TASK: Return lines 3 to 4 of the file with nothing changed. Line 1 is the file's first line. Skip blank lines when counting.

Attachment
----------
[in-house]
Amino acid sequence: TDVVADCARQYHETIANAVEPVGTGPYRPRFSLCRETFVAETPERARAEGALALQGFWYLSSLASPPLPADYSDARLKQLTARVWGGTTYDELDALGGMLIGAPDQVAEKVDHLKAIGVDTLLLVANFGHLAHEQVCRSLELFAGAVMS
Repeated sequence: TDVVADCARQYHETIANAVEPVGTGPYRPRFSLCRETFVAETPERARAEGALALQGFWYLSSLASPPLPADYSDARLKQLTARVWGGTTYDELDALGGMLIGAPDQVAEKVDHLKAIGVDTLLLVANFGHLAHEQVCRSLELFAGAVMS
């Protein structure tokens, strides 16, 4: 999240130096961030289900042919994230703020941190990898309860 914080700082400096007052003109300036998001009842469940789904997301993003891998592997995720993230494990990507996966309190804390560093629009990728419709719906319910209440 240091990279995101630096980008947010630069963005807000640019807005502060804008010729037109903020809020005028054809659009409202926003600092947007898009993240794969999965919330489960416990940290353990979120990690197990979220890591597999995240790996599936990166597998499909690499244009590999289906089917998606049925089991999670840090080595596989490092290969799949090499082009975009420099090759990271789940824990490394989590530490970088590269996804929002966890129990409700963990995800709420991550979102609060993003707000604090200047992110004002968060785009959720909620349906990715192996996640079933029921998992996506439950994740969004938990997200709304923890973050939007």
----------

Repeated sequence: TDVVADCARQYHETIANAVEPVGTGPYRPRFSLCRETFVAETPERARAEGALALQGFWYLSSLASPPLPADYSDARLKQLTARVWGGTTYDELDALGGMLIGAPDQVAEKVDHLKAIGVDTLLLVANFGHLAHEQVCRSLELFAGAVMS
């Protein structure tokens, strides 16, 4: 999240130096961030289900042919994230703020941190990898309860 914080700082400096007052003109300036998001009842469940789904997301993003891998592997995720993230494990990507996966309190804390560093629009990728419709719906319910209440 240091990279995101630096980008947010630069963005807000640019807005502060804008010729037109903020809020005028054809659009409202926003600092947007898009993240794969999965919330489960416990940290353990979120990690197990979220890591597999995240790996599936990166597998499909690499244009590999289906089917998606049925089991999670840090080595596989490092290969799949090499082009975009420099090759990271789940824990490394989590530490970088590269996804929002966890129990409700963990995800709420991550979102609060993003707000604090200047992110004002968060785009959720909620349906990715192996996640079933029921998992996506439950994740969004938990997200709304923890973050939007």